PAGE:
Since various construction and demolition activities are taking place at a rapid pace in Cambodia, some of his murals have disappeared over the past decade, while he keeps adding new ones. However, he accepts and even enjoys the change and according to him, “because this is street art, it reflects the time, morphing societies and cities. And what I will remember through my work in the streets, is all these different ambiances and exchanges I had during my journey”.

“Goddess Mazu” at Kaohsiung City, Taiwan (2019)

Waves of Renaissance

He describes the current art scene of Cambodia as Khmer renaissance. The word “renaissance” coming from French language means “revival” and also refers to the movement of cultural renaissance spread in European countries in the 14th Century.

While he got involved with more young Cambodian artists, he found “a will of breaking an inter-generational silence, a deep need of expression wich can be deeply felt within all artists,” over Cambodia. He started to regard this situation as renaissance.

While international movement is restricted due to the coronavirus situation, he meets other artists more often in Phnom Penh and starts new collaborations through his FT Gallery. He added “This might be a positive transition for the art community, despite the hardships everyone is facing”.

The Japan Foundation Asia Center X FT Gallery
“KiZUNA Memorial Mural” Project

“KiZUNA Memorial Mural” at Factory Phnom Penh

A memorial mural was presented as a collaboration project between The Japan Foundation Asia Center and FT Gallery & Studio at “KIZUNA WEEK” held online in February 2021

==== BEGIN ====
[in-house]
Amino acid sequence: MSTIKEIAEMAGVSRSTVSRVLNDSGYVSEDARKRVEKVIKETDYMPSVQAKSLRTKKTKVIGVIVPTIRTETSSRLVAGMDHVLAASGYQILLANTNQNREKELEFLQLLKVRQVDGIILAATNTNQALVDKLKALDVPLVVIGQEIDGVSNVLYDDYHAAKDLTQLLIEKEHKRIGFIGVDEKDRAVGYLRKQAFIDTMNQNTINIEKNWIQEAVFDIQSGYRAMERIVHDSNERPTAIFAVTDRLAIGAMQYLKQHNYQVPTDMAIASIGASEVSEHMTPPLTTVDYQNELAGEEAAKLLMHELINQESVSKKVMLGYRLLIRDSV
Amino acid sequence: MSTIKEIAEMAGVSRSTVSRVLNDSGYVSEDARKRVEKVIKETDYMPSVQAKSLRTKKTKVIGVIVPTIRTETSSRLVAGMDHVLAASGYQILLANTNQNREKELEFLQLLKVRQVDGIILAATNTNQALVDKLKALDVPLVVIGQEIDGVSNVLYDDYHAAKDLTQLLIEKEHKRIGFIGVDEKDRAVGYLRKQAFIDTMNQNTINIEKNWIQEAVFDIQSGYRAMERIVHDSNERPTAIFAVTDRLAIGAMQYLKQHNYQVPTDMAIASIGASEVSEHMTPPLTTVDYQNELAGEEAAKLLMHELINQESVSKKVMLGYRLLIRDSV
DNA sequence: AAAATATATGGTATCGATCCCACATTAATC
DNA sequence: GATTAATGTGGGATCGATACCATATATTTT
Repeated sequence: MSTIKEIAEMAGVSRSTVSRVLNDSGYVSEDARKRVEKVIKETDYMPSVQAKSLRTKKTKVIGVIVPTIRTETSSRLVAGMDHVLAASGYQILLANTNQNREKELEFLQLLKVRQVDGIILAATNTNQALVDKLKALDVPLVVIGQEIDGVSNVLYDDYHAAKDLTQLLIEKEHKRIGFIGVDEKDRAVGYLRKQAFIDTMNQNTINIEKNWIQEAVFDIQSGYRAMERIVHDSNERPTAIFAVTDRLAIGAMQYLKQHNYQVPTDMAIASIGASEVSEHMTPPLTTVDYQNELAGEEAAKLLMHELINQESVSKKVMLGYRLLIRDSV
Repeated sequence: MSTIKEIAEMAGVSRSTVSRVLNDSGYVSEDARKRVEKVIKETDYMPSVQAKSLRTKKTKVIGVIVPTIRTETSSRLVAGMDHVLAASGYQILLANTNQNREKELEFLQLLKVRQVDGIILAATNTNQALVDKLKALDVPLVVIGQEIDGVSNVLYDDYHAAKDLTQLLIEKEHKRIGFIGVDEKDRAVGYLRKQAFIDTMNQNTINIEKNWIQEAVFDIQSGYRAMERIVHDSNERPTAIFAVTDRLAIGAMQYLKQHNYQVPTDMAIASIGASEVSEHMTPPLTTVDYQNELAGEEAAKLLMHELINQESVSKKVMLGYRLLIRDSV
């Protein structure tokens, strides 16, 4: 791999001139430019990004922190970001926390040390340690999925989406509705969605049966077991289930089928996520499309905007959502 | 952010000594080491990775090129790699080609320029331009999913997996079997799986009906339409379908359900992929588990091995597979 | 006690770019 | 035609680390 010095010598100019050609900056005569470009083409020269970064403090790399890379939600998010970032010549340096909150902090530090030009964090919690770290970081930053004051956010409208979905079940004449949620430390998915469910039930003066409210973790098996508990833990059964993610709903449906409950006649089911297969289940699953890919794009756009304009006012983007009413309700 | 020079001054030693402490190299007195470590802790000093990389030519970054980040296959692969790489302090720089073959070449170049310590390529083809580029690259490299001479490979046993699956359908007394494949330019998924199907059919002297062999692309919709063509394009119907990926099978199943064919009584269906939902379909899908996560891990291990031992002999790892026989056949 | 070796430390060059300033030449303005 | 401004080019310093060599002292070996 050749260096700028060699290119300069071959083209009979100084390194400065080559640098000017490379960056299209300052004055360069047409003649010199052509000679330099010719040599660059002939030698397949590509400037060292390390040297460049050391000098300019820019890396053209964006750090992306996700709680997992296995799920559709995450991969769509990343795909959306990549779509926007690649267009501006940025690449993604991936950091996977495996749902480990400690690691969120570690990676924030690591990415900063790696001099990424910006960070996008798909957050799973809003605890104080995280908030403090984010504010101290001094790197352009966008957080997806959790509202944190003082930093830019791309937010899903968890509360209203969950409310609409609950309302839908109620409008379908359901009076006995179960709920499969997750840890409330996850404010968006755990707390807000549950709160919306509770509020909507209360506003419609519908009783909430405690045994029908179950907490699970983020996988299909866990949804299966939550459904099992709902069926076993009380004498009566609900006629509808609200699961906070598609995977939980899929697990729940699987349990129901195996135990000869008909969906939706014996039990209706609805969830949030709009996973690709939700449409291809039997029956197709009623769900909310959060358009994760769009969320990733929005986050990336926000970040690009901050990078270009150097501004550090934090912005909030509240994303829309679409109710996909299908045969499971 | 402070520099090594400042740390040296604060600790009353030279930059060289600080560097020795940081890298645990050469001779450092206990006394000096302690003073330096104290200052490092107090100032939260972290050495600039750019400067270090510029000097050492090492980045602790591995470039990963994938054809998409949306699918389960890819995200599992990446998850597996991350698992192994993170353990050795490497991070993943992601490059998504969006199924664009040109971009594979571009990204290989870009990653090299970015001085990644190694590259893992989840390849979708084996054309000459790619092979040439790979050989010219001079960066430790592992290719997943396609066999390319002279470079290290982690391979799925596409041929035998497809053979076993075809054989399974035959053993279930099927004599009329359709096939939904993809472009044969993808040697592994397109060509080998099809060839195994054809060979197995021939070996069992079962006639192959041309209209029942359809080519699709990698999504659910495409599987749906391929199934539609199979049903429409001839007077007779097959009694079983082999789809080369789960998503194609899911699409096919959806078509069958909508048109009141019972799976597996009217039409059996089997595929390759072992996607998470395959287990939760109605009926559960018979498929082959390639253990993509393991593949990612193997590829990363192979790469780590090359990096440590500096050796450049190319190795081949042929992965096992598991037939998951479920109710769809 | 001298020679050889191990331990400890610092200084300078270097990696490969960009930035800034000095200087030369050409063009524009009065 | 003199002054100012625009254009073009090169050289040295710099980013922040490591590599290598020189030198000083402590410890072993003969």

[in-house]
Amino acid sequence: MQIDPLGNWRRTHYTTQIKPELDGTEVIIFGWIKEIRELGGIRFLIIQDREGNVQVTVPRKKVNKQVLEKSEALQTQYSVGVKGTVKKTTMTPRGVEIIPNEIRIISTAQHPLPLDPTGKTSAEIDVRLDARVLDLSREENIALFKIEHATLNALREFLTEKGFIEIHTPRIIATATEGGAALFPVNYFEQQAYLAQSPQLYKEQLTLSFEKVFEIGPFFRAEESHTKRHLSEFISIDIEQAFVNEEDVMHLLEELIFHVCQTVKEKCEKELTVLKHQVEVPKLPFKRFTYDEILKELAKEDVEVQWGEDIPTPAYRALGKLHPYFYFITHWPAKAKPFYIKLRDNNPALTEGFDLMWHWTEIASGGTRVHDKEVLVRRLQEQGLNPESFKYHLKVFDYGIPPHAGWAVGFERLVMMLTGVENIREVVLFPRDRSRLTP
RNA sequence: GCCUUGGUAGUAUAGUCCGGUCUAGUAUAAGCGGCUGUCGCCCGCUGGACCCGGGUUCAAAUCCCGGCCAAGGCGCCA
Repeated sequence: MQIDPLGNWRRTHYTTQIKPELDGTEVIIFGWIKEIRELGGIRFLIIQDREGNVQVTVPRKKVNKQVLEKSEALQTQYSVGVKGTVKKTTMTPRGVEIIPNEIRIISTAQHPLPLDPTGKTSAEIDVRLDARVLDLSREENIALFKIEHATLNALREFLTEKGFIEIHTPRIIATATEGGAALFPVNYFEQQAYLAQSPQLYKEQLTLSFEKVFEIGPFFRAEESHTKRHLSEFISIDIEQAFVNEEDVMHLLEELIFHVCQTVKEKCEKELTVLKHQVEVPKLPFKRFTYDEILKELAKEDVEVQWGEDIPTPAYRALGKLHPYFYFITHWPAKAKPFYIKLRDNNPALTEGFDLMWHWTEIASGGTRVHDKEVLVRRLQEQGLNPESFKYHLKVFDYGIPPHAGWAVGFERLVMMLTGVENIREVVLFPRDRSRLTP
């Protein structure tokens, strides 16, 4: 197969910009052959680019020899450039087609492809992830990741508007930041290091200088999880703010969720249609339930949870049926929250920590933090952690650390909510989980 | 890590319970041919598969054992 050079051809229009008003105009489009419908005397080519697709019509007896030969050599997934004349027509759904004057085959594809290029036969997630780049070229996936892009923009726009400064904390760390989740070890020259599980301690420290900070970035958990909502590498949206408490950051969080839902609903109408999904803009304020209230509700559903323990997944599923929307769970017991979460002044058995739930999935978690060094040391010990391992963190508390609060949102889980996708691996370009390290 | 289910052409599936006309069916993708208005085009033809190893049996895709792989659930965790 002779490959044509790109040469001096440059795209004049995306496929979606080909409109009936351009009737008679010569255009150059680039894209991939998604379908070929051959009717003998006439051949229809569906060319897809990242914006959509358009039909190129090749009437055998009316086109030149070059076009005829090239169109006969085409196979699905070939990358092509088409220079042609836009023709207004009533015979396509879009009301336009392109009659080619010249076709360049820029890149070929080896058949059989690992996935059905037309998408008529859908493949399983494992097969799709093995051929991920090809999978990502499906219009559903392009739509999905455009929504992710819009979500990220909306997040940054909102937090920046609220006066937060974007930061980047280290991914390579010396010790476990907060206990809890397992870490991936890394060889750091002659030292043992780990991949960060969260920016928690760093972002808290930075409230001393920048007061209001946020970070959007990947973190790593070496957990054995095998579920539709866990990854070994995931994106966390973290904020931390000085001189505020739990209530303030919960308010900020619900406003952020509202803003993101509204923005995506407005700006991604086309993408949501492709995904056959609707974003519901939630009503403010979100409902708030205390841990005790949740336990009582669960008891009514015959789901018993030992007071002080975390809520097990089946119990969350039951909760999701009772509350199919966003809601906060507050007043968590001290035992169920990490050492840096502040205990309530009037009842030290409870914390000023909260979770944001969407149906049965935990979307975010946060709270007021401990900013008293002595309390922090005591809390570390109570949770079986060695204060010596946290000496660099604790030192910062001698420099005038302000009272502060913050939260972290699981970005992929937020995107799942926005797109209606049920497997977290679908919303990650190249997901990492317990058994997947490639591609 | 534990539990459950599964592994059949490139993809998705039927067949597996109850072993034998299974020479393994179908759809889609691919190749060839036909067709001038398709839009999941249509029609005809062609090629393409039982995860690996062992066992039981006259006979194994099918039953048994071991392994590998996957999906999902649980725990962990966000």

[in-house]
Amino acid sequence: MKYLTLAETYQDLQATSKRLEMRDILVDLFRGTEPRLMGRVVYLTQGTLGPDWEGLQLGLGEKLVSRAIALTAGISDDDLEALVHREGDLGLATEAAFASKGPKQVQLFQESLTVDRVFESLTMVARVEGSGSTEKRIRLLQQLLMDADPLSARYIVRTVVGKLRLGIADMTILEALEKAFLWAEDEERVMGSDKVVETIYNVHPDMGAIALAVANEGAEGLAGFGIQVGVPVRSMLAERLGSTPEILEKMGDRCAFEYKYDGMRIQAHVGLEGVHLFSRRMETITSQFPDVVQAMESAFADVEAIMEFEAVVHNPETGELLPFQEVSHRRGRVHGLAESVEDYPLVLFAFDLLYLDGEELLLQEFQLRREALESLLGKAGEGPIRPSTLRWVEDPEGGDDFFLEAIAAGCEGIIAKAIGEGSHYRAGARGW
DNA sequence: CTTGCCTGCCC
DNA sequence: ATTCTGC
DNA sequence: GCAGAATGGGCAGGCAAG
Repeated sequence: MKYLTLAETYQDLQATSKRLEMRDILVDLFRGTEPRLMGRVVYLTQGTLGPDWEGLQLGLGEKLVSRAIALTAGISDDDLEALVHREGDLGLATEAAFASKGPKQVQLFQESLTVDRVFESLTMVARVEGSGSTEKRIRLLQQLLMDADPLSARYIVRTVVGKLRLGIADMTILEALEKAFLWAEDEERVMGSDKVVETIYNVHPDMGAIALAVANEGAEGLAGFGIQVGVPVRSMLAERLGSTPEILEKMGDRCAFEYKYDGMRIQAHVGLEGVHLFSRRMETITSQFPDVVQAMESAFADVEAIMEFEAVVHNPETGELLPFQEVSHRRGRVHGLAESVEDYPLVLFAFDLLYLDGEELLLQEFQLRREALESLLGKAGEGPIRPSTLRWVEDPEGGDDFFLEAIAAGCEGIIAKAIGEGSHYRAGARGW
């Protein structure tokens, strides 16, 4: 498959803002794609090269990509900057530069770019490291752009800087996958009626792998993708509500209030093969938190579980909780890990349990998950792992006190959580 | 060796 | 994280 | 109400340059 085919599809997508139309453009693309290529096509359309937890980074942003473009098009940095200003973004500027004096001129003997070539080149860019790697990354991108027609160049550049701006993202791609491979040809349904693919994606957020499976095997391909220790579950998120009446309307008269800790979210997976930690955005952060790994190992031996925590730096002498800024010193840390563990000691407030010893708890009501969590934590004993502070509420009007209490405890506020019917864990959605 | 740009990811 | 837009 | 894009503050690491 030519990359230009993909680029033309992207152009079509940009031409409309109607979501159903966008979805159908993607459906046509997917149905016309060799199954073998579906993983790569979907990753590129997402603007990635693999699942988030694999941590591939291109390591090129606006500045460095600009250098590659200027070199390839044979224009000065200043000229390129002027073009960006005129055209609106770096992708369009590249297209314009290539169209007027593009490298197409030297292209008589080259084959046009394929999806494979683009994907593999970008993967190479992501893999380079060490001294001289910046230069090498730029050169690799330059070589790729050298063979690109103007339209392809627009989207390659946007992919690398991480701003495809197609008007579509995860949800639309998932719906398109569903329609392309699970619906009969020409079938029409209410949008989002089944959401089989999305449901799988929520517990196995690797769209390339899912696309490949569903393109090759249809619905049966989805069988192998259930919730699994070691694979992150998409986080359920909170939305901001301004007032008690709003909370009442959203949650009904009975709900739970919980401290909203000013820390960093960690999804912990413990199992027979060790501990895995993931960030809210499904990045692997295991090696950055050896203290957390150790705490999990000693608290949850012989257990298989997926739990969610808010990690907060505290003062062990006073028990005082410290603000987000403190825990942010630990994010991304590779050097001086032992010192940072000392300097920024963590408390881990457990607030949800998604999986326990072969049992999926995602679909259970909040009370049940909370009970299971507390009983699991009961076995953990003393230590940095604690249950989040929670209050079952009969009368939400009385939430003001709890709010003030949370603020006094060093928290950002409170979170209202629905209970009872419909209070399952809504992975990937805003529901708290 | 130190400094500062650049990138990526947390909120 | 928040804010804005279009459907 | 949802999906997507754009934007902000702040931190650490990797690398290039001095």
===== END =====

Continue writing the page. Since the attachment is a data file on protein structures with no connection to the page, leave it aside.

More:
Q: Could you introduce the artwork?

FONKi: This is an unprecedented artwork using the technology of AR (Augmented Reality) in the collaboration of 3 artists. When we capture my mural here in Cambodia through the filter of Camera Apps installed on smartphones, we see my mural start moving with the drawing by TWOONE (Hiroyasu Tsuri), Japanese artist living in Italia. Thus, the collaborated artwork is completely virtual on smartphone through the filter. This filter using AR technology itself was created by Kenxxxooo (Kenichiro Takamatsu) living in Japan.

Q: Is this collaboration with Japanese artists your idea?

FONKi: It is my initiative but it is a collaborative idea.  Inspired by the meaning of “kizuna” that I heard from The Japan Foundation Asia Center, the first thing that came up to my mind was the need to collaborate with Japanese artists. However, it was difficult to create face-to-face collaboration and I came to face a deadlock. Finally, I could break the deadlock by talking to the two Japanese artists to try something new together, particularly at a time like this. Then, the idea started to take shape rapidly.

Q: What is the motif of the mural?

FONKi: It is a smiling lion. Both Khmer lion and smile are linked to Cambodia. And I think that both are something universal because everyone knows lion and smile.

Over the head of lion, it is filled with colors like imagination and energy in our head. Moreover, we can see through the filter, flowers blooming and birds flying freely around, which are drawn by TWOONE. I used pastel bright  colours for this mural hoping that the people feel the cheerfulness, warmth and love I feel we are  in desperate needs these days.